Aug 11, 2006 - 32 Photos
Benatky: Tycho and Kepler

In 1599, the Benatky Palace was bought by Rudolf II who although being Catholic, had great interest in things arcane and boasted a court of artisans, alchemists and astronomers, some with overlapping abilities. Tycho Brahe had just become persona non grata in Denmark for horrendously abusing his rights as a noble. Christian IV apparently had enough complaints of his tyrannical abuse while watching a tenth of all Danish income support his lavish life on Hven. Given warning to reform and desist from abusive behavior of his citizens, Christian was not doubt justified in expelling the Tycho. Tycho had more than 11 villages and their income accumulating in his pockets which he had gained through royal charter of Frederich II. As a Royal Astronomer he received the island, Hven where he built Uraniborg and created his many astronomical instruments that were a wonder to the awakening world. Dispossessed, Tycho first went to Germany, but found no patronage. To curry favor, he wrote letters and sought patronage through the promise of publishing new discoveries and scientific expertise. Rudolf II offered him the palace at Benatky which he could modify to satisfy his needs. Tycho arrived with his family and part of his instruments. He had to leave the large ones behind him in Hven.

Kepler had been expelled from his job in Graz. Not that he was a brilliant mathematician, but because he would not submit to the new order of Catholicism there. Moreover, he was in rebellion with the Lutherans and Protestants because he ascribed to Copernician theory that the earth orbited the sun. However, it took him most of his life to debunk the myth of a universe constructed on perfect solids and epicycles with perfect orbs in circles to recognizing elliptical orbits. He had no money and had no ablity for complex calculations for which Tycho was notorious. He perceived Tycho to be the perfect solution for his professional problems and apparently Tycho understood the dire straits of Kepler to exploit them to suit his own interests. He gave the invitation and Kepler arrived in Prague to join Tycho in Benatky. Astronomically, they were both fiery temperaments about to collide. Tycho rcognizing the weaknesses of Kepler, gave him the impossible task of analyzing the orbit of Mars. Kepler admitted he had no knowledge of complex mathematics and became dependent on Tycho's superior analytical abilities and largesse.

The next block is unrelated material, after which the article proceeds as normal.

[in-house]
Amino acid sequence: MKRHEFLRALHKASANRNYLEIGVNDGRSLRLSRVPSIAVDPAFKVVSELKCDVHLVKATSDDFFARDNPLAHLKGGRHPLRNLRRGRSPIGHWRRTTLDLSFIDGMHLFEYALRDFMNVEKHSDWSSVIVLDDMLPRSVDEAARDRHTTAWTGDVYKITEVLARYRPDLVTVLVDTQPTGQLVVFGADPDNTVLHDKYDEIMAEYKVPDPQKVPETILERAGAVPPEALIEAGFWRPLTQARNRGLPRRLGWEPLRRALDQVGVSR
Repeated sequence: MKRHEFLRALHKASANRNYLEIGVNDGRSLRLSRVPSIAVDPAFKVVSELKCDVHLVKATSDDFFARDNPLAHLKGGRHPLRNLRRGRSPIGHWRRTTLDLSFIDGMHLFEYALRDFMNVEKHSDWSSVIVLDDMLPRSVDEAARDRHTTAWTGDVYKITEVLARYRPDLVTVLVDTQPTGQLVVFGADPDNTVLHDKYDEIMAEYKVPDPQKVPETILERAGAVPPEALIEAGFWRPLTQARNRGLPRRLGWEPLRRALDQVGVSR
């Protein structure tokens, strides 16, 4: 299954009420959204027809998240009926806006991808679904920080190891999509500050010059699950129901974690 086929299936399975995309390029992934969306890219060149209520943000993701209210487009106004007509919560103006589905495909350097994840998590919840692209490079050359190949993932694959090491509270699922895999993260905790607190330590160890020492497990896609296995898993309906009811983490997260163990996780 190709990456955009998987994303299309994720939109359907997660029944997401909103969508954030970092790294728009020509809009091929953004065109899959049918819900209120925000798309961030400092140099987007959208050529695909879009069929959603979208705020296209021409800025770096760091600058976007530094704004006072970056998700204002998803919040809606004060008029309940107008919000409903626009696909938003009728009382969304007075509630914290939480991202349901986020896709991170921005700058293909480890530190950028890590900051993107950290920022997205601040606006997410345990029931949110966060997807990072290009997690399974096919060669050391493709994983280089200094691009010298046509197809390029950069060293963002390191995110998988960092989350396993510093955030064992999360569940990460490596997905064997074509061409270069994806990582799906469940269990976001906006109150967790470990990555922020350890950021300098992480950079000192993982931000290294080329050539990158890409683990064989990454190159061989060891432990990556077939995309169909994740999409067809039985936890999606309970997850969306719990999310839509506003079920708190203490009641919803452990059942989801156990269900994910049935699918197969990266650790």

Almost a year afterwards in 1601, Tycho died suddenly, apparently of heavy metal poisoning. Kepler free of his tyrant, became the Royal Astronomer until the demise of Rudolf II which left him without much political protection, despite patronage of the Jesuits in Prague who were in need of astronomical research for their far flung world missions. At the time, Jesuits were actively teaching heliocentric theory in China. Kepler stole Tycho's calculations which were finally published in 1627 in the Rudophine Tables to become the foundation of astronomical calculations for the next three centuries, including the 777 accurately catalogued stars of Tycho Brahe. The problem was elliptical, not circular thinking. This caused Galileo's error with the Inquisition. He refused to admit the previous work of Tycho and Kepler, insisting on perfect circular orbits without any scientific proof and then further antagonizing his interrogators by insulting them as stupid and unlearned whereas his chief interrogator was a prominently acknowledged astronomer.